This audiobook investigates the revolutionary character of Wagner's opera Tristan and Isolde. Author and narrator Christopher Cook combines historical, musical, and critical information. He presents nuanced guidance to this stunning opera. Pointing out the radical nature of its composition in the context of western classical music, Cook leads listeners deep into the psychological heart of this tragic love story. Listeners will be shocked to learn some of philosophy that went on in the composition of the opera - for example, that the stage represented consciousness for Wagner, while the pit orchestra was supposed to be the "deep unconscious" of man. Cook's clear, engaging narration, combined with generous clips from the opera itself, will keep listeners from being pressing pause on this audiobook.
Tristan und Isolde centers around two lovers who dream of romantic love and yearn for oblivion. No composer had written such a work before. Turning his back on traditional tonality, Wagner changed the course of Western music with Tristan und Isolde. But there’s also fact behind the fiction: while he wrote his opera, Wagner was in love with another’s man’s wife, Mathilde Wesendonk. So Tristan and Isolde are also Richard and Mathilde.
Christopher Cook explores the making of a masterpiece, the story of lovers gripped by a passion that can only be consummated beyond the grave, a forbidden love that is blind to duty, honor and social obligation.
©2006 Naxos AudioBooks (P)2006 Naxos AudioBooks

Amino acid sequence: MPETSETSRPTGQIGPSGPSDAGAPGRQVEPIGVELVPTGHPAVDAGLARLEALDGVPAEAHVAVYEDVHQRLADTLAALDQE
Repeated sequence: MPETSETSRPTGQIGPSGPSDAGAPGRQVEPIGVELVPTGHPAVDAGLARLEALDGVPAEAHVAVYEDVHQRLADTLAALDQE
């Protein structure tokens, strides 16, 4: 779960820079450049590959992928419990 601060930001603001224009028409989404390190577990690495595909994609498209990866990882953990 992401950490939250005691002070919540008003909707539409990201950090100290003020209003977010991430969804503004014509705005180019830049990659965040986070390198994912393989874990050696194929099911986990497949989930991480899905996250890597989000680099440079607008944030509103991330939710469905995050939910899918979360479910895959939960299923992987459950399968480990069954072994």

Painter, musician, bibliophile...
If "Der fliegende Holländer" is Wagner 101, "Tristan und Isolde" is a graduate course.
Travel, magic, mystery, turmoil, torment, deception, love, desire, denial, consummation, and death: all these elements and more are present in this opera. And as author Christopher Cook rightly says, the work which was "never intended to be a romantic love story" also "refuses to conform to any single meaning."
The author presents his intriguing insights with contributions from additional narrators and musical excerpts. He discusses the details of Wagner's initial inspiration, including his tempetuous affair with Mathilde Wesendonck.
Wagner said he embarked on the work because "never in my life having enjoyed the true happiness of love," he would create this opera as "a memorial to this loveliest of all dreams, from which, from first to last, love shall for once find utter repletion."
The music of "Tristan und Isolde" was nothing less than revolutionary with its (now-famous) "Tristan chord," and the prolonged unfinished cadences and harmonic suspensions which reflect the interior drama of the characters. From the first notes to the final "Mild und leise wie er lächelt," Wagner presented innovations that did nothing less than change the course of western music forever. With our modern ears, all too used to movie soundtracks and dramatic effects, we might not realize just how provocative these musical effects were in Wagner's day.
Friedrich Nietzsche was moved to write that the opera expressed "the insatiable and sweet craving for the secrets of night and death." Clara Schumann called it "the most repugnant thing I've ever seen or heard."
One thing is certain: it is not an opera which provokes indifference. And for all that it contributed to the development of music, it's worth at least one listen, if not one hundred. May you find magic in it.
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